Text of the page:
Google and NIST Address Supply Chain Cybersecurity
As high-level supply chain attacks hit the news, Google and the U.S. National Institute of Standards and Technology (NIST) have both developed proposals for how to address software supply chain security. This isn’t a new field, unfortunately. Since supply chains are a critical part of business resilience, criminals have no qualms about targeting its software. That’s why identifying, assessing, and mitigating cyber supply chain risks (C-SCRM) is at the top of Google and NIST’s respective agendas.
High-Profile Supply Chain Attacks
According to Google, no comprehensive end-to-end framework exists to mitigate threats across the software supply chain. [Yet] ‘there is an urgent need for a solution in the face of the eye-opening, multi-billion-dollar attacks in recent months...some of which could have been prevented or made more difficult’.
Here are several of the largest cybersecurity failures in recent months:
- SolarWinds. Alleged Russian hackers slipped malicious code into a routine software update, which they then used as a Trojan horse for a massive cyberattack.
- Codecov. Attackers used automation to collect credentials and raid ‘additional resources’, such as data from other software development vendors.
- Malicious attacks on open-source repositories. Out of 1,000 GitHub accounts, more than one in five contained at least one dependency confusion-related misconfiguration.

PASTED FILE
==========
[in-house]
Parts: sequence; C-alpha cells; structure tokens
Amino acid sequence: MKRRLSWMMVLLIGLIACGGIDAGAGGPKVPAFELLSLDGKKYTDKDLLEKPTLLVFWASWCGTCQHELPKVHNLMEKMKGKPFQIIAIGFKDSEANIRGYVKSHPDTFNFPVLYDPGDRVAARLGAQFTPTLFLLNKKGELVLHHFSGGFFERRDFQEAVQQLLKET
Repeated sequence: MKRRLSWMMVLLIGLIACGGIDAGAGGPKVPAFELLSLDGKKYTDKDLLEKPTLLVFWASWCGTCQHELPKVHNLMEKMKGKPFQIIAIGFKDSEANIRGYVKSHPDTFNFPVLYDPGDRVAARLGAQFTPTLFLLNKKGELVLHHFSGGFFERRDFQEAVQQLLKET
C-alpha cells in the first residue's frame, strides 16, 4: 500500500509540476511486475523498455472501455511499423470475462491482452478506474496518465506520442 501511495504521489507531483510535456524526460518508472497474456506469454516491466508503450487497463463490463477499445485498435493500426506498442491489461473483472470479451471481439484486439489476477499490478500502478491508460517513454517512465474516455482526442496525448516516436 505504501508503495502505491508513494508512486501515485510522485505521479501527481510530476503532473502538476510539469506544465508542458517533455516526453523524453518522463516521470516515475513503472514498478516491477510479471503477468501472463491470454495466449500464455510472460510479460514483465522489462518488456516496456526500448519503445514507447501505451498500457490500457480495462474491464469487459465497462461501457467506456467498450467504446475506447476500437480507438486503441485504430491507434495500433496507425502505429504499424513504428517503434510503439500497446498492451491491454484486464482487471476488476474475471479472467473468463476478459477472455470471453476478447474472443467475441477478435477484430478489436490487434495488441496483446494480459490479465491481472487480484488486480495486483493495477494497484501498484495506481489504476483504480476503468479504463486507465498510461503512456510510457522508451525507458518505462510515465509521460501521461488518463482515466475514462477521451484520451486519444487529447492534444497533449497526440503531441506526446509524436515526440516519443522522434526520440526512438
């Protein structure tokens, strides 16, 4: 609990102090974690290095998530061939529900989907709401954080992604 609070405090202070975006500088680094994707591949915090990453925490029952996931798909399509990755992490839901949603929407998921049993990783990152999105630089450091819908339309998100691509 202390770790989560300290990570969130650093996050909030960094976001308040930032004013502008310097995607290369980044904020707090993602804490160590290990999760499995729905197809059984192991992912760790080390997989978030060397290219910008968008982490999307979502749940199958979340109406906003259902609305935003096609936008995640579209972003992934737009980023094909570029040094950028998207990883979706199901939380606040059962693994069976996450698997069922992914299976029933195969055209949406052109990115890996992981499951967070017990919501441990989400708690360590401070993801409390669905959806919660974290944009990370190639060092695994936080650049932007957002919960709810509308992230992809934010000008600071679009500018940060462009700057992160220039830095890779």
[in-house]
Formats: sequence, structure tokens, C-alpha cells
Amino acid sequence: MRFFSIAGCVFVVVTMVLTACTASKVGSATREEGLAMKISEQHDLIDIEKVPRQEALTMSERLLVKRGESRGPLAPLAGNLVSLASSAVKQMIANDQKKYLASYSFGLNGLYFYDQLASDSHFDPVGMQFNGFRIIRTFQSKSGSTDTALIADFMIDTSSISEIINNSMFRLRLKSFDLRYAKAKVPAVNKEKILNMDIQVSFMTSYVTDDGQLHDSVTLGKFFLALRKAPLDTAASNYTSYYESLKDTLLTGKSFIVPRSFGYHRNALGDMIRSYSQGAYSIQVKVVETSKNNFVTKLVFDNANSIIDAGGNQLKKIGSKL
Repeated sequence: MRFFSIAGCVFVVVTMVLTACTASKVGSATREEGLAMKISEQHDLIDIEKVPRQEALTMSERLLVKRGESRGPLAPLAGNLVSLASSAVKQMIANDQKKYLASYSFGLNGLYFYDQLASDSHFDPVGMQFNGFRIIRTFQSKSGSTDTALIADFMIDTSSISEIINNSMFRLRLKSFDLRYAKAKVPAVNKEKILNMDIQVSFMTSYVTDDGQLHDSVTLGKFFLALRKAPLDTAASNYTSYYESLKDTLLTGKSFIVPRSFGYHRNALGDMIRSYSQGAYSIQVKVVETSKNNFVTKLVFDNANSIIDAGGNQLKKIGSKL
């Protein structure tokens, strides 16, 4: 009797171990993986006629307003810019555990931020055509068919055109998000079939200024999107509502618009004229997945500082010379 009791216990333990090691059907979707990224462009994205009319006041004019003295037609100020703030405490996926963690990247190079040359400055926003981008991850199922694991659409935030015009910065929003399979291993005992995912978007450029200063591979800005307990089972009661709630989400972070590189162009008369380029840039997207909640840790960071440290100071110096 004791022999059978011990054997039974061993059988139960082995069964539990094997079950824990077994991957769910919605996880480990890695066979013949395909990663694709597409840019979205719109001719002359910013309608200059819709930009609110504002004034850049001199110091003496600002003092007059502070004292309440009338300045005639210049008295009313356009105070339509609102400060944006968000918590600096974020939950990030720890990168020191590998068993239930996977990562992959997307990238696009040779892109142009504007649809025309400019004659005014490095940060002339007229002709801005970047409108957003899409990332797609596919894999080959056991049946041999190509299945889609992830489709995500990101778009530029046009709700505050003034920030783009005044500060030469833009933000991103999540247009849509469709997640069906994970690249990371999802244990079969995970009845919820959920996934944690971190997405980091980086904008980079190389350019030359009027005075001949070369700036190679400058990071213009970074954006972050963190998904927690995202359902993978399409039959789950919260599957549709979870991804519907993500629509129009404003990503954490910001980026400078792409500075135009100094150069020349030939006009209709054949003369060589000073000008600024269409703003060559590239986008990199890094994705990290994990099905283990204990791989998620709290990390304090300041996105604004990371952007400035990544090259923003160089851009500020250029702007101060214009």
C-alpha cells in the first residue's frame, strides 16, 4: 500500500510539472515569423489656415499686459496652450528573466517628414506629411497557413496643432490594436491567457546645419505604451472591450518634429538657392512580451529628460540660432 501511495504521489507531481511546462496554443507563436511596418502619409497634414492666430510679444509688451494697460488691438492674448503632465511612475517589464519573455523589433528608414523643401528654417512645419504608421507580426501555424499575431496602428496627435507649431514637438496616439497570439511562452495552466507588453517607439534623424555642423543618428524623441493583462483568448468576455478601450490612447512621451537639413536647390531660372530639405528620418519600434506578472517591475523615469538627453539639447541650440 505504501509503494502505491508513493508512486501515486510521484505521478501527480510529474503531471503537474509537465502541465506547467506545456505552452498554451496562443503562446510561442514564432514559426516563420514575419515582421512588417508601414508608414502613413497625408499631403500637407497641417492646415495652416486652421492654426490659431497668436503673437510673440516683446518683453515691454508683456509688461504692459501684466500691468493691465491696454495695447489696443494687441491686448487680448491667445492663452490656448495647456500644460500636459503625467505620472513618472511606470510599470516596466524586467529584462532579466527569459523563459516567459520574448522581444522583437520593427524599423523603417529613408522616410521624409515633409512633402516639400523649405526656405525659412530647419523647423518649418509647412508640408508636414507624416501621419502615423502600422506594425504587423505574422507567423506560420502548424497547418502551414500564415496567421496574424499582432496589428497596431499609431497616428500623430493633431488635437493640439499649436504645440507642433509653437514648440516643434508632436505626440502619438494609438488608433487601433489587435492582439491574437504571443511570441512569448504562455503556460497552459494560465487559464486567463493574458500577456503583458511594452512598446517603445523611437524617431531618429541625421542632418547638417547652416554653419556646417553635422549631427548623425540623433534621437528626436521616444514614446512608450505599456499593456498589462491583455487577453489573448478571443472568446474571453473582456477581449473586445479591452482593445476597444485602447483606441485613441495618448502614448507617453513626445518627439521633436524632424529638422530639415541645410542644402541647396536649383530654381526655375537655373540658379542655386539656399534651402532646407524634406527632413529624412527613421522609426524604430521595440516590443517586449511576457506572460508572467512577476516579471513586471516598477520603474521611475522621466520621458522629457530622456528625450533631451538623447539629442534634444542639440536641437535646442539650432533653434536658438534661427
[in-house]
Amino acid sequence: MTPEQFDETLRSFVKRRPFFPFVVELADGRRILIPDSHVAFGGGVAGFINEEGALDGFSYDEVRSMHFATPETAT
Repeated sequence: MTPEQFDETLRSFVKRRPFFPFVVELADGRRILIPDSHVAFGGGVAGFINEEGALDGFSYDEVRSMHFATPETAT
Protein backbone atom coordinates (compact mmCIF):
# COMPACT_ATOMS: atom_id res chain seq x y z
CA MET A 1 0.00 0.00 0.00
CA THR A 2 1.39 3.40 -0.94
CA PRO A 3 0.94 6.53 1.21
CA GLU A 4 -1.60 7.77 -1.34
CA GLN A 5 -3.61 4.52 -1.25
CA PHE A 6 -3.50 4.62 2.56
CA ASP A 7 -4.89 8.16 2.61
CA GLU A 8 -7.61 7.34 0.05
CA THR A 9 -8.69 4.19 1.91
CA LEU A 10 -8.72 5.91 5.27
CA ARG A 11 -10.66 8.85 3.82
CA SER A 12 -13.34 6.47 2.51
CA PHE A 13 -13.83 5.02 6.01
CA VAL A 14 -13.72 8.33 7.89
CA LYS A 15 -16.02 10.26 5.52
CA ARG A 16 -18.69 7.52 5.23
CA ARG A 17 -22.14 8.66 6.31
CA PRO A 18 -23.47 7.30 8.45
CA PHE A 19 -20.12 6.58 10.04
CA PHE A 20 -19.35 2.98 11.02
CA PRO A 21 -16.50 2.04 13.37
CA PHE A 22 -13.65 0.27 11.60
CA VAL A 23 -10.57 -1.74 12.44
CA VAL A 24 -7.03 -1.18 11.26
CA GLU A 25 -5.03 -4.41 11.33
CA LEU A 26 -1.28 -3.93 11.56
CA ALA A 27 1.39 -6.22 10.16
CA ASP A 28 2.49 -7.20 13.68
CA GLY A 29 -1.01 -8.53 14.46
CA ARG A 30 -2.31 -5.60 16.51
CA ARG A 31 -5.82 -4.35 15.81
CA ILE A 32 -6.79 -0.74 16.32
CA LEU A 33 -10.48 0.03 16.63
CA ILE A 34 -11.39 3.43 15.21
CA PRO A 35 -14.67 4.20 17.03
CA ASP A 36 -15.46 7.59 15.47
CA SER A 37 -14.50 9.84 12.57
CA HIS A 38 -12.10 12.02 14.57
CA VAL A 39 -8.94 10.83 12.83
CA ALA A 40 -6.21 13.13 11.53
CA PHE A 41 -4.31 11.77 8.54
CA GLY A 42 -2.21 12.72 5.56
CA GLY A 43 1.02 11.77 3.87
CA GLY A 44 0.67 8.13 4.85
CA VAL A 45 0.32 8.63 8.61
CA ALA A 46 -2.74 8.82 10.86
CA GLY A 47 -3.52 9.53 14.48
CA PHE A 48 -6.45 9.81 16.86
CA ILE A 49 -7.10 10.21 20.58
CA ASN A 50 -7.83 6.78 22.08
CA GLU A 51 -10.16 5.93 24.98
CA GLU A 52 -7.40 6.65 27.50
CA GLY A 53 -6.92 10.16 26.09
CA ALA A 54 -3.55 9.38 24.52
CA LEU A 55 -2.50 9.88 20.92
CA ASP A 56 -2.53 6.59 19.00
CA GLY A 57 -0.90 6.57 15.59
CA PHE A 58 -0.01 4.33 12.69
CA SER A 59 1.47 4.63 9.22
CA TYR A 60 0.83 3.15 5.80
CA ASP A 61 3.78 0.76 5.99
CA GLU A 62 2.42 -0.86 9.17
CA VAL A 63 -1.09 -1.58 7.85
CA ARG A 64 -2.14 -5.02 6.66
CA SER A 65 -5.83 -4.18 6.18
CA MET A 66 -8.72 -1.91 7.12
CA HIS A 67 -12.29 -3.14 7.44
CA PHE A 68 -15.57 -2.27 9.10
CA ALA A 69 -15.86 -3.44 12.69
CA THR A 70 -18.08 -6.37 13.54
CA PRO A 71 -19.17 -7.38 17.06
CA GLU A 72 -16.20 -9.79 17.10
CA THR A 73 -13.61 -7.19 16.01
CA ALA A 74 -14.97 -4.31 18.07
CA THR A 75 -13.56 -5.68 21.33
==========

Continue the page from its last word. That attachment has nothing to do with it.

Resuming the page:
As a result of these attacks and Biden’s recent cybersecurity mandate, NIST and Google took action. NIST held a 1,400-person workshop and published 150 papers worth of recommendations from Microsoft, Synopsys, The Linux Foundation, and other software experts; Google will work with popular source, build, and packaging platforms to help companies implement and excel at their SLSA framework.
What Are Their Recommendations?
Here’s a quick recap: NIST has grouped together recommendations to create federal standards; Google has developed an end-to-end framework called Supply Chain Levels for Software Artifacts (SLSA)—pronounced “Salsa”. Both address software procurement and security.
Now, here’s the slightly more in-depth version:
- NIST. The organisation wants more ‘rigorous and predictable’ ways to secure critical software. They suggest that firms use vulnerability disclosure programmes (VDP) and software bills of materials (SBOM), consider simplifying their software and give at least one developer per project security training.
- Google. The company thinks that SLSA will encompass the source-build-publish software workflow. Essentially, the four-level framework helps businesses make informed choices about the security of the software they use, with SLSA 4 representing an ideal end state.
If this all sounds very abstract, consider the recent SolarWinds attack. The attacker compromised the build platform, installed an implant, and injected malicious behaviour during each build. According to Google, higher SLSA levels would have required stronger security controls for the build platform, making it more difficult for the attacker to succeed.
How Do The Proposals Differ?
As Brian Fox, the co-founder and CTO at Sonatype, sees it, NIST and Google have created proposals that complement each other. ‘The NIST [version] is focused on defining minimum requirements for software sold to the government’, he explained, while Google ‘goes [further] and proposes a specific model for scoring the supply chain. NIST is currently focused on the “what”. Google, along with other industry leaders, is grappling with the “how”’.